Cottonwood pulls plug on Rhythm & Ribs

Cottonwood Rhythm & Ribs will not return in 2015. VVN/Vyto Starinskas

Cottonwood Rhythm & Ribs will not return in 2015. VVN/Vyto Starinskas

The Cottonwood City Council has "reluctantly" agreed to retire Rhythm and Ribs Music and and focus on city productions that continue to grow. They agreed to invest more into Thunder Valley Rally and the home-grown Tilted Earth Wine and Music Festival.

The council had urged the Parks and Recreation Department to set goals for its destination events and then track their success. While revenues help close the cost recovery gap for Rhythm & Ribs and the event attracted an increasing number of sponsors, Parks Dept. managers Hezekiah Allen and Richard Faust said the event continues to attract only 2,000-3,000, the same numbers drawn to the event nine years ago and doesn't bring many tourists to Cottonwood.

By comparison, during Thunder Valley Rally, all motels in Cottonwood, Camp Verde and many in Sedona were filled.

The concept for Rhythm and Ribs has been copied in Mesa and another Arizona location, Allen pointed out.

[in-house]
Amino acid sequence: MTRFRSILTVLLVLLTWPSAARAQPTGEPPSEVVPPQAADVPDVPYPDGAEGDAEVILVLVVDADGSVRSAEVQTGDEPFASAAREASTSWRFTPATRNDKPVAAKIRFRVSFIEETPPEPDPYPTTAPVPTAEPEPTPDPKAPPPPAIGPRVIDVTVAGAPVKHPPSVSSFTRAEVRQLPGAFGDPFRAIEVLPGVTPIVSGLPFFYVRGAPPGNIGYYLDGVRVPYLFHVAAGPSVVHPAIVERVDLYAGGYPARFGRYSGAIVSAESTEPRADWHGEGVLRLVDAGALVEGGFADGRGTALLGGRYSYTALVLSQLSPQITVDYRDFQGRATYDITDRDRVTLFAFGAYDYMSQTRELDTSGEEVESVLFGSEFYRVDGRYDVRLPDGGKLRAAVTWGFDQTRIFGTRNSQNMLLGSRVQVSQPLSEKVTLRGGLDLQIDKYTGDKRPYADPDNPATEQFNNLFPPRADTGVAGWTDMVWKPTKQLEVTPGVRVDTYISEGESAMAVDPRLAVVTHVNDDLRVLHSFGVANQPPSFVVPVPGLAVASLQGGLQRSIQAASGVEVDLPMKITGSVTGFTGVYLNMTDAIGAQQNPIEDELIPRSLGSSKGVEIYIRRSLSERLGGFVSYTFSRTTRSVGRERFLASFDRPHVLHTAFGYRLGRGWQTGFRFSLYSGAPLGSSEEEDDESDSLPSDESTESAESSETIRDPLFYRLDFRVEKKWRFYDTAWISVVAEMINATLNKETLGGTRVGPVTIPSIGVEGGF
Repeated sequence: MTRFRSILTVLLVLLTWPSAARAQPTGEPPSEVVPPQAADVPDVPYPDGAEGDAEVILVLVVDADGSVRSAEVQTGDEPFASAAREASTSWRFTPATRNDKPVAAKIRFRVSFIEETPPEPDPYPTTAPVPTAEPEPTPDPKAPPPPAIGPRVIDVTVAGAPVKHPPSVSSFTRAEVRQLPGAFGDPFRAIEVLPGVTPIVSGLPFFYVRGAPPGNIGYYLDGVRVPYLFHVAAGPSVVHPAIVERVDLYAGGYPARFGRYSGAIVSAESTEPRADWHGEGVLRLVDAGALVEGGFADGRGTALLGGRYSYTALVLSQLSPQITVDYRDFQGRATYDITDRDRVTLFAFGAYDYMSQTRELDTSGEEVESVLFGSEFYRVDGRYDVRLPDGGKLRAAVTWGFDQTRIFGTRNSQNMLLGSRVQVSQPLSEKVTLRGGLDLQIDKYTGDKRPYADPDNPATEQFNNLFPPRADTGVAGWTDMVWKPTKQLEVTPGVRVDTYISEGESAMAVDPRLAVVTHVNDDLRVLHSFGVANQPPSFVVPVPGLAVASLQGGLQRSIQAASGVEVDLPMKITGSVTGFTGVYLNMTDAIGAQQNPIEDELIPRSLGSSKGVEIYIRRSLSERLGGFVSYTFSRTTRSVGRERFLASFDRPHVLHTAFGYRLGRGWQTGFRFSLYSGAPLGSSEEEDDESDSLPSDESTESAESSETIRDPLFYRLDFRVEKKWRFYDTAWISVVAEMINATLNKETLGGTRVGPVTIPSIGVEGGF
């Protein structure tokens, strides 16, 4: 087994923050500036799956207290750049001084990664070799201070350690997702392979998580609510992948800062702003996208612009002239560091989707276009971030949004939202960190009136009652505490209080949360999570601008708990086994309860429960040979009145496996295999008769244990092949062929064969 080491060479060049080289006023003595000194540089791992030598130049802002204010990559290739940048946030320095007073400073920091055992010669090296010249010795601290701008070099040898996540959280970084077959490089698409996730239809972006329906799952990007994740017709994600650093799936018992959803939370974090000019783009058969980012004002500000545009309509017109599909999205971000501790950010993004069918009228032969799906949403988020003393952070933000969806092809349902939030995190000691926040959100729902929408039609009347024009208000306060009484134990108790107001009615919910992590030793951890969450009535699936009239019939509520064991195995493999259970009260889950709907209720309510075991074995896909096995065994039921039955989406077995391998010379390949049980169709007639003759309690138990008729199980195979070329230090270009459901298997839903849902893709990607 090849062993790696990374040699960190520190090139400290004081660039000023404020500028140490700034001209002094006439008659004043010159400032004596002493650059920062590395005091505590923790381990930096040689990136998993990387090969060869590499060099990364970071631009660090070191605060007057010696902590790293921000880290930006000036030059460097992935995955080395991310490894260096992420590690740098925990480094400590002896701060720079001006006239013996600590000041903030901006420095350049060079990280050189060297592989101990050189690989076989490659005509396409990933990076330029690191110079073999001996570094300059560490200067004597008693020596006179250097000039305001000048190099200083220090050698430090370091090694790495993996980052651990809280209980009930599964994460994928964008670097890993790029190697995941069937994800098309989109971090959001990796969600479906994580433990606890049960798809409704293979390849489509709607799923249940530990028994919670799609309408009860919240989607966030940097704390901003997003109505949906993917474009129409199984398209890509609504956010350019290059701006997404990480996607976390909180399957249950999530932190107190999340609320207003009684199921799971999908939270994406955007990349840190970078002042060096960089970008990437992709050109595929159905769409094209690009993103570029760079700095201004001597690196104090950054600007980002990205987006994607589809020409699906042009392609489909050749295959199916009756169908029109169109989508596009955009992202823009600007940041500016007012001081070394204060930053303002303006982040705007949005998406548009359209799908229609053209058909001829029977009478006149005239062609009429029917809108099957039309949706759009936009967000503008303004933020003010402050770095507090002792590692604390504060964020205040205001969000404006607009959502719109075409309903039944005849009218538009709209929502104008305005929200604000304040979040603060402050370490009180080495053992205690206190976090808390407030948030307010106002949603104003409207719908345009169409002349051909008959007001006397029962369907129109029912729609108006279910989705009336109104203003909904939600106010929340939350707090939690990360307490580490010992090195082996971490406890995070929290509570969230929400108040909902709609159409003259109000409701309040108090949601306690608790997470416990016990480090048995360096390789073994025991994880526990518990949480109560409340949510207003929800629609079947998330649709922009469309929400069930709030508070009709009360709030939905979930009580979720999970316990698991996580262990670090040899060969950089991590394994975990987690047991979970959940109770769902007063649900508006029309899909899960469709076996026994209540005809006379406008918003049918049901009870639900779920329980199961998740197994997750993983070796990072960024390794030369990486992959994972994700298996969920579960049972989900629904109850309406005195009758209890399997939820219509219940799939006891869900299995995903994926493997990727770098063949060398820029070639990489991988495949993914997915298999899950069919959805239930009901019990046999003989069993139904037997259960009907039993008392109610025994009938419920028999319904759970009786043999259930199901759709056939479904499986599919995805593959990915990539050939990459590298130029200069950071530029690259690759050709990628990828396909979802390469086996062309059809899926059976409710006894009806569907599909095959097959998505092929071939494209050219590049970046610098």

Councilman Randy Garrison said the event no longer attracts local eateries that can brag for weeks about winning. "It used to be family and community and that all went away," Garrison observed.

Faust, Director of Community Services, said "We have come to a cross roads with R&R."

The recreation officials also noted that the city and the promoter are sometimes on different pages in relation to goals. They said they have received complaints about not featuring a national act and the promoter may be more economically driven

Councilman Tim Elinski told the council that he was a little sad about "putting a lid on R&R" and concerned it would put more emphasis on TVR, which, he said, was "pretty loud." He admits that he usually leaves town during TVR since he has a home in Old Town.

Mayor Diane Joens said that there is no half-way with TVR: "You either love it or hate it, but it is good for economic development."

She said, "We need to think about the whole community."

Vice Mayor Karen Pfeifer suggested the city get more local motorcycle riders involved.

Allen said the city would take over the entire responsibility for operation of Thunder Valley Rally, but it would join in the effort and support the Tilted Earth Festival, which last year was organized by the Page Spring Vineyards.

-- Contact the reporter at jhutchinson@verdenews.com

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